JavaScript p5.js

Introduction to p5.js

P5.js is a JavaScript library for creative programming. It is built on Processing, a coding environment for creativity. Processing's major goal is to make it as simple as possible for newcomers to learn how to build interactive, graphical programs, and to make a programming language more user-friendly by visualizing it.

The benefit of adopting the JavaScript programming language is its widespread availability and widespread support: every web browser has a JavaScript interpreter, which means that p5.js programs may be launched on any web browser.

Processing is a programming language that stresses the ability of programmers to quickly construct software prototypes in order to test a new concept or check if anything works. As a result, processing (p5.js) programs are sometimes referred to as "sketches."

Editors of Preference The official p5.js documentation proposes using Bracket or Sublime and then includes the JavaScript files, which will eventually lead us to operate like any other programming language. However, the online p5.js Web Editor is the best option. It is built on a programming environment that is accessible over the internet.

What is the difference between P5.js and JavaScript?

JavaScript is a fundamental language that provides all of the ingredients (features) needed to construct any functionality into browsers. You may make use of Loop, Function, Conditional, DOM Manipulation, events, canvas, and so forth. As a result, we may use JavaScript to create and construct any library or framework that can address any problem.

P5.js is a JavaScript library. P5.js is written entirely in JavaScript. It includes various functions that make the life of a JavaScript user easier to sketch in the web.

If we wanted to draw something in pure JavaScript, we would have to write 100 lines, but using p5.js, we could accomplish it in a few lines.

Finally, P5.js is a JavaScript library. JavaScript is used as a stand-alone language in this case.

Is it worthwhile to use p5.js?

It's one of several Canvas API frameworks/libraries.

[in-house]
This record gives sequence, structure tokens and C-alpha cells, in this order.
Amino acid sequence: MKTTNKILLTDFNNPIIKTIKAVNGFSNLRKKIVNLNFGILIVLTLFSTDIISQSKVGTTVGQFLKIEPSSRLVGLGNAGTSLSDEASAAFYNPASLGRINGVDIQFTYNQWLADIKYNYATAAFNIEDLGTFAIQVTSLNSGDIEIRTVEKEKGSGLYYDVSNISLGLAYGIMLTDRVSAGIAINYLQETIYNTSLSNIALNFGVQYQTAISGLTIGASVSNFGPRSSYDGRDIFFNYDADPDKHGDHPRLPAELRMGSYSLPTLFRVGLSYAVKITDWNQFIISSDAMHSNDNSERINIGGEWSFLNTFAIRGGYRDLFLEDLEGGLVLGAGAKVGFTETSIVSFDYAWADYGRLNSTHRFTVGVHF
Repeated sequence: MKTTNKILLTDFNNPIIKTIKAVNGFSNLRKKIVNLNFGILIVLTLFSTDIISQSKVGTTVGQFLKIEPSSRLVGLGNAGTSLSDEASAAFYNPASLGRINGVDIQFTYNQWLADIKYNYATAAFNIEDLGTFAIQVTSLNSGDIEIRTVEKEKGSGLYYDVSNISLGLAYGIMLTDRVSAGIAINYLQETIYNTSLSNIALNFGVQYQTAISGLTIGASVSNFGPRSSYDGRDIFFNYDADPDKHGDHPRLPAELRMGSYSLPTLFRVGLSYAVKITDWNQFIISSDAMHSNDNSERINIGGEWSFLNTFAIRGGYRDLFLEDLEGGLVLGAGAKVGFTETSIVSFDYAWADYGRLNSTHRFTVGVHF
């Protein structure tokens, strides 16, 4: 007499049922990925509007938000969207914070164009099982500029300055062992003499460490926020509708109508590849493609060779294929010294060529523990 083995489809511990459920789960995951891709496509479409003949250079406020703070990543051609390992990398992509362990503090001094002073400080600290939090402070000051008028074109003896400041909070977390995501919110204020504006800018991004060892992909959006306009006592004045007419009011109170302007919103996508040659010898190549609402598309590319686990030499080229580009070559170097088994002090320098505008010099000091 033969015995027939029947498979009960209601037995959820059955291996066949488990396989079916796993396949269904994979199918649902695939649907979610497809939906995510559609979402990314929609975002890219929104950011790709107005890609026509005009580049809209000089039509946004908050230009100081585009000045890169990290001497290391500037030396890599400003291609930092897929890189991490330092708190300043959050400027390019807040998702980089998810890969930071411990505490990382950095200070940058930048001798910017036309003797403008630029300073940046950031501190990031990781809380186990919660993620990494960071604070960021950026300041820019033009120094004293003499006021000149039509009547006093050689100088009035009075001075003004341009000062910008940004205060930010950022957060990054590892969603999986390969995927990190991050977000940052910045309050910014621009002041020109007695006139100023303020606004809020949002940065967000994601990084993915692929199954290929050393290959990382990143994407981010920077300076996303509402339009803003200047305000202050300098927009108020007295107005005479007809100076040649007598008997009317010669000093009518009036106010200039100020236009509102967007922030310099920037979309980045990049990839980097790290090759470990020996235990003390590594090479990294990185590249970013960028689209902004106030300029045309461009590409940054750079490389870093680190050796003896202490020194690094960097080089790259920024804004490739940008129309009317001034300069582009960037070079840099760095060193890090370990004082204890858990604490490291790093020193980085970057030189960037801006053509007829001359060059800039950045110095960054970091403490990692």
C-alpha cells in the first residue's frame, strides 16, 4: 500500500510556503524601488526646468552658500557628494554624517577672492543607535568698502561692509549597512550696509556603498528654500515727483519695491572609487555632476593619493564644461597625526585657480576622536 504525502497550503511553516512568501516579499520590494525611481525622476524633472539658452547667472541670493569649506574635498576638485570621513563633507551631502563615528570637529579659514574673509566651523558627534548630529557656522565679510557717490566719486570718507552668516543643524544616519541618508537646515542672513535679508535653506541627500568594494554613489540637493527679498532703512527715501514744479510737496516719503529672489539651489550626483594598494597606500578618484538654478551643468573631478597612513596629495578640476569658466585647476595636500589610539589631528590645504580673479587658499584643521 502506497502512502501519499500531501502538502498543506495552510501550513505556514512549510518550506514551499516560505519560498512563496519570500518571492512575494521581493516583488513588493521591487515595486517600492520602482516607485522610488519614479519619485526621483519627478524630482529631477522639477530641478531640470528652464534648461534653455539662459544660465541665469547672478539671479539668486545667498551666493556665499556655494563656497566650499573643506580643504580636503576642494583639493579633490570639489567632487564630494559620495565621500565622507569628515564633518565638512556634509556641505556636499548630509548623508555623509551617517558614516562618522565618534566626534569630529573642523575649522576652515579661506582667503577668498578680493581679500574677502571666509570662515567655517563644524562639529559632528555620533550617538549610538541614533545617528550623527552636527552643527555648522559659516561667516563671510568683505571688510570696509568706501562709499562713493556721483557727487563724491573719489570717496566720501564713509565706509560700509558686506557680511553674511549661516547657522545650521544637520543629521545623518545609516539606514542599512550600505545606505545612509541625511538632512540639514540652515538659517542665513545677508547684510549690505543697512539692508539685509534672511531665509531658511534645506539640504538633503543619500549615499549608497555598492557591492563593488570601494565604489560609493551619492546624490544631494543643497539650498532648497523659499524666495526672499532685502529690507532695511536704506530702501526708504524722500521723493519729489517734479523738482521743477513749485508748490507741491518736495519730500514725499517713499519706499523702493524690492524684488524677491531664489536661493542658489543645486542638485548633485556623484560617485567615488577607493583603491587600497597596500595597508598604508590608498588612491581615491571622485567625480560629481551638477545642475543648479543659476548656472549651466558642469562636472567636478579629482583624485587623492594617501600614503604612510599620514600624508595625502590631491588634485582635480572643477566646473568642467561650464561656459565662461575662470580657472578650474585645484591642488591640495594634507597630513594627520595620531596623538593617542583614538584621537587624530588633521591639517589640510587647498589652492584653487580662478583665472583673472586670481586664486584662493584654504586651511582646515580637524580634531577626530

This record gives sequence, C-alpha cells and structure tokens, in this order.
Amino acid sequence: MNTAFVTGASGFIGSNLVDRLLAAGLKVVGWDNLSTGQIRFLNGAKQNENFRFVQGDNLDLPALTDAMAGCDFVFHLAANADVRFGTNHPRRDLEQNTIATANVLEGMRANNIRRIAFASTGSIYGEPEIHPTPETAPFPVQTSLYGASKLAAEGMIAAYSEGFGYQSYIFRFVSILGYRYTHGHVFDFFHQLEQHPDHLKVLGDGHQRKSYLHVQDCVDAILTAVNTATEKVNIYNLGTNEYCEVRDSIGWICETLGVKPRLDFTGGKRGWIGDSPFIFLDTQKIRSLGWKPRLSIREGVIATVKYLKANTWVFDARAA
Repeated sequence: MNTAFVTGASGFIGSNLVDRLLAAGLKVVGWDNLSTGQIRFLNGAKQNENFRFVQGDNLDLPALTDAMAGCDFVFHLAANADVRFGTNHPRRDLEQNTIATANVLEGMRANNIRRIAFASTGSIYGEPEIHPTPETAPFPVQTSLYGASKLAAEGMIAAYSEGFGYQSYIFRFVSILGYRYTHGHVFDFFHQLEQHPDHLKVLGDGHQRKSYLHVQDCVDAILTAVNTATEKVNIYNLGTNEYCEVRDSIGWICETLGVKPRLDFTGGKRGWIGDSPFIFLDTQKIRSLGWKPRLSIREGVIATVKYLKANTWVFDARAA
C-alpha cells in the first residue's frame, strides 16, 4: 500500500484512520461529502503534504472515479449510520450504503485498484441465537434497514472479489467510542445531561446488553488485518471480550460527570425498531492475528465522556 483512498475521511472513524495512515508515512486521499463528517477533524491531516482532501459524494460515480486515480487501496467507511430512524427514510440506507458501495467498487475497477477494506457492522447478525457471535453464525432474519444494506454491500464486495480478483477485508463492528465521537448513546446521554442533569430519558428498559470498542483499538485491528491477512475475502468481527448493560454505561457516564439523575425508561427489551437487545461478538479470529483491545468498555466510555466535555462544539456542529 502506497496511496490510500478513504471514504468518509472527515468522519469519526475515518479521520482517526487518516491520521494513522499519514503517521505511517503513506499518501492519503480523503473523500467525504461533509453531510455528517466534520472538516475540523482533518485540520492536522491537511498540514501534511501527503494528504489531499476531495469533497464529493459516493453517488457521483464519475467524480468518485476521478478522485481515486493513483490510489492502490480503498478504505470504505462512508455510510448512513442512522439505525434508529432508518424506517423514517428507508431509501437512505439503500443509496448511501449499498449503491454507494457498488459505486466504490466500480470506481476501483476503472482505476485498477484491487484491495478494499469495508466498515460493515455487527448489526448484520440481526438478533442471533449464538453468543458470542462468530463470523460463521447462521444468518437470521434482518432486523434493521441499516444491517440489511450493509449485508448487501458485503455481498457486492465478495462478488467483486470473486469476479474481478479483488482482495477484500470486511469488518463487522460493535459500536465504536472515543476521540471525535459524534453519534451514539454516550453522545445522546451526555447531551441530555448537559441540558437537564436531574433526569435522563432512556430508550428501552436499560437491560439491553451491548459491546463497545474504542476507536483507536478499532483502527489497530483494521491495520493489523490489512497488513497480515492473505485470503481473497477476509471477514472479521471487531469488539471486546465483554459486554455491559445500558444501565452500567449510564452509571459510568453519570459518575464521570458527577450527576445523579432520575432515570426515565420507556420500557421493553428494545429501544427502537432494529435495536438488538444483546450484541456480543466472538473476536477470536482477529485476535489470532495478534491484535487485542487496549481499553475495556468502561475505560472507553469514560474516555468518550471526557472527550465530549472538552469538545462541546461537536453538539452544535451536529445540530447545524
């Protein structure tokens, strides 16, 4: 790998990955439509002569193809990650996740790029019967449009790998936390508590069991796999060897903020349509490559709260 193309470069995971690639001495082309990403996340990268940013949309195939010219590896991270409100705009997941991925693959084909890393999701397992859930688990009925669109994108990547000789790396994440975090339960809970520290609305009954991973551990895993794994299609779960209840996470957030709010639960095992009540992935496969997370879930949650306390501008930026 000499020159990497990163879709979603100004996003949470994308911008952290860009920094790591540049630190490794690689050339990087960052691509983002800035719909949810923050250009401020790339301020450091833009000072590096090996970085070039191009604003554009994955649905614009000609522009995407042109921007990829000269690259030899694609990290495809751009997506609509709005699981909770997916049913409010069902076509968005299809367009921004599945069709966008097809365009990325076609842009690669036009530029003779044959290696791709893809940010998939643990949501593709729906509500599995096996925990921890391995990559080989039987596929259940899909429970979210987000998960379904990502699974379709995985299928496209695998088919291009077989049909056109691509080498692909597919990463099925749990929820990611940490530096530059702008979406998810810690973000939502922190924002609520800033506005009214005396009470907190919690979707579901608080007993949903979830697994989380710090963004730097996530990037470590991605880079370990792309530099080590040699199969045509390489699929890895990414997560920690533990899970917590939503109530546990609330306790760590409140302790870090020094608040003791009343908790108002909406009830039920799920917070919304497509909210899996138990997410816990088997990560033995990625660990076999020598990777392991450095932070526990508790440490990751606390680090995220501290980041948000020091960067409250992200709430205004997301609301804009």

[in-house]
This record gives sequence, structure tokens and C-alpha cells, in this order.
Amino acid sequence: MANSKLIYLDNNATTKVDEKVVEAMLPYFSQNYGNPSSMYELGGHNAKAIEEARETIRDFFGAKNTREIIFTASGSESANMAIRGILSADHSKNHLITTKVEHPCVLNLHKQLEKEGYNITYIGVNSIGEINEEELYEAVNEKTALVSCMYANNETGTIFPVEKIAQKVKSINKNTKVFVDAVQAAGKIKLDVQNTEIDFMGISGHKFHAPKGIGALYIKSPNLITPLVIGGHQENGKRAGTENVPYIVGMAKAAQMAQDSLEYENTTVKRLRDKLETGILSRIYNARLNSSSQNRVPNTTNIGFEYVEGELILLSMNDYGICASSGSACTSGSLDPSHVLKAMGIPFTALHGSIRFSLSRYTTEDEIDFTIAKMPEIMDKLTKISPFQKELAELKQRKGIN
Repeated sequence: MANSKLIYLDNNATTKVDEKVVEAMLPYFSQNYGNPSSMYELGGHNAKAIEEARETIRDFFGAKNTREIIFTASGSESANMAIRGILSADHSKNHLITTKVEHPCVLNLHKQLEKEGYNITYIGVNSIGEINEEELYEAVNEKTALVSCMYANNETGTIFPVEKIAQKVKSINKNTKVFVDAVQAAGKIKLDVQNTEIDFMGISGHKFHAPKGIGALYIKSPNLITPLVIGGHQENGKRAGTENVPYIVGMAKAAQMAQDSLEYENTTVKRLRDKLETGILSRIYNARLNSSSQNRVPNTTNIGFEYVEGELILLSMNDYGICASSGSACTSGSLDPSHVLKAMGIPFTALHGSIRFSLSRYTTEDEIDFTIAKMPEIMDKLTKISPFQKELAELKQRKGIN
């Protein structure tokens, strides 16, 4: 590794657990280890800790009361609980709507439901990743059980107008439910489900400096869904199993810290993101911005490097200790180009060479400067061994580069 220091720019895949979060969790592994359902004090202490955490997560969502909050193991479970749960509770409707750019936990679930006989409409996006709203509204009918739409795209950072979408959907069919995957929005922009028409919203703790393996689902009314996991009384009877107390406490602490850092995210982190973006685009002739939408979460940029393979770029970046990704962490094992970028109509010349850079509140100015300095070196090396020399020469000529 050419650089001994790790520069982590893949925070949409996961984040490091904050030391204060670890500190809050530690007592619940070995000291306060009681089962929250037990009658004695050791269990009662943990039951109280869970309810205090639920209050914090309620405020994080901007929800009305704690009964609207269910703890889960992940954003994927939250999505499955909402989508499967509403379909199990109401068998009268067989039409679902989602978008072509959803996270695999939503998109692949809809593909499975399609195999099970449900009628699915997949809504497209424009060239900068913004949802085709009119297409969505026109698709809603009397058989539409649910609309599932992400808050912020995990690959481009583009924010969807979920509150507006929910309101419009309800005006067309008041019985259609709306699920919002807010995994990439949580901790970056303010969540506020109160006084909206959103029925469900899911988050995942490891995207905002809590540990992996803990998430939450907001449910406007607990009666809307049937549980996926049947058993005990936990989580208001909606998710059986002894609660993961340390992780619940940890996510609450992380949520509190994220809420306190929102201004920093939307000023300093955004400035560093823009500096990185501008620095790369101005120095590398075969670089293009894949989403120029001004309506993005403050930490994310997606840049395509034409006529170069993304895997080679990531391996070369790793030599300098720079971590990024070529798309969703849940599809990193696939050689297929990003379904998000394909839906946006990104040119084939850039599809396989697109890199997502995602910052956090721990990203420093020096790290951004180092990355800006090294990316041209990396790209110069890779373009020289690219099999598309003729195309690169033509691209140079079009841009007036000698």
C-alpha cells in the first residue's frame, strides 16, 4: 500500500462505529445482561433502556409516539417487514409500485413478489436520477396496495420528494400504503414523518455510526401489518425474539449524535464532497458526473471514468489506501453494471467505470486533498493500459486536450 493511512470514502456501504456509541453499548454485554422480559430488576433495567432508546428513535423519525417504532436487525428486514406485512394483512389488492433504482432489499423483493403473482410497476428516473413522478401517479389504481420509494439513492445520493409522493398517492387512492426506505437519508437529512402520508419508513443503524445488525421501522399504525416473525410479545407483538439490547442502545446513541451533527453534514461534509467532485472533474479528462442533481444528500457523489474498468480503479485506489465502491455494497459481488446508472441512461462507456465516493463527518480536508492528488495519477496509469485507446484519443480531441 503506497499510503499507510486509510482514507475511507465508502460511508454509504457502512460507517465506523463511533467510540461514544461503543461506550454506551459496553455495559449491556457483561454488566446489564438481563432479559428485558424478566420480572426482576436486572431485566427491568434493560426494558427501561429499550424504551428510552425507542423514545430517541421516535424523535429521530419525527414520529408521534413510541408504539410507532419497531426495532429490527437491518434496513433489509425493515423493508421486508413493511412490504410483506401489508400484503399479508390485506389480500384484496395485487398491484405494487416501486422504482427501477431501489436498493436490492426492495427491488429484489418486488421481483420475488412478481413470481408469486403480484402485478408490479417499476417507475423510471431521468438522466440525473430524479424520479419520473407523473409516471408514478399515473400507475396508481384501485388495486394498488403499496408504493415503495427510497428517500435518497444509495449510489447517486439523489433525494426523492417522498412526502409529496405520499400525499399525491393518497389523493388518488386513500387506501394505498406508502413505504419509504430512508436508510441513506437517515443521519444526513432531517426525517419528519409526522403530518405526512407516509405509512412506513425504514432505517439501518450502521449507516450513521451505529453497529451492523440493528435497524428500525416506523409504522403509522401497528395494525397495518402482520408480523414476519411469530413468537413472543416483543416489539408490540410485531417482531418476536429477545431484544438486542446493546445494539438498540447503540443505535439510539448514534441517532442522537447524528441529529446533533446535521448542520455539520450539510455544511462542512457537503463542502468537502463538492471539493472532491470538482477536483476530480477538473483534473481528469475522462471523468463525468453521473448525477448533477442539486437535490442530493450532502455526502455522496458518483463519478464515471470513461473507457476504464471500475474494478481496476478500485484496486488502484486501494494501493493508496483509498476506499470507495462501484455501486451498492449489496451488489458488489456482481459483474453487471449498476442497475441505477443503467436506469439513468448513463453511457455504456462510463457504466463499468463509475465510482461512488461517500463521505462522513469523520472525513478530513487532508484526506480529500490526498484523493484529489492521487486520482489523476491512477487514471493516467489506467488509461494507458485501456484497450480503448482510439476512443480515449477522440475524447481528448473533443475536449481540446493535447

Canvas works fine on its own, but a framework or task-specific library is an excellent option if you want to make routine tasks easier and write less boilerplate. There are a plethora of them, each specializing in a distinct area, such as data visualization or gaming.

Example

function setup() {
  createCanvas(600, 600); //Canvas size 600*600
}
  
function draw() {
  background('red'); //background color red
}

Output:

What is P5.js

setup(): It is the setup() function's statements. When the software starts, it just runs once. The first statement must be createCanvas.

draw(): The draw() commands are performed until the programme is terminated. Each sentence is run in order, and once the last line is read, the first line is run again.

Making a Circle

  • The canvas size is determined by the creativeCanvas function, which are the width of the canvas and the height of the canvas.
  • The background() method determines the color of the canvas we create. We utilize the color parameter here, but other parameters can be used as well.
  • The noStroke() method indicates that there is no ellipse outline.
  • The ellipse is drawn using the ellipse(x position of the ellipse, y position of the ellipse, width of the ellipse, height of the ellipse) function.
function setup() {
	createCanvas(500, 450); 
	background(‘darkblue’);
	noStroke();
	ellipse(width/2, height/2, 50,50);
}
What is P5.js

What is the purpose of p5.js?

It's simply a Processing port that runs in the HTML5 canvas element. Even the 2D canvas context employs hardware level rendering, thus many things are paradoxical to folks accustomed to user-friendly graphics tools. When writing a canvas-based implementation of Peter Henderson's functional geometry, one example that took through nearly a half-dozen design iterations was first transforming the context and then drawing to it, which overturns control flow from the more instinctive (and compositional) order of instantiating and then applying transitions to it.

Processing.js is to blame for a lot of the p5.js misunderstanding. The former is a legal port, but the later parses Java code using regular expressions. Processing.js is still widely used. Quil for ClojureScript is still built on top of it. When it comes to totally restructuring libraries like that, there appears to be an element of sloth. And p5 didn't appear to have any promotion behind it, which may be a problem. To be honest, graphics programming is challenging, and there are few high-level libraries with truly high-quality implementations.

Summary

Hence, p5.js is a JavaScript framework that takes Processing's initial goal—making coding accessible to artists, designers, educators, and beginners—and reinterprets it for today's web.

p5.js includes a comprehensive set of sketching capability, based on the original idea of a software sketchbook. We are not confined to the sketching canvas; but we may consider the whole browser page to be our sketch! p5.js offers add-on libraries that let us to interface with additional HTML5 objects such as text, input, video, camera, and sound. It is a fresh interpretation under active development, not an emulator or port.



ADVERTISEMENT
ADVERTISEMENT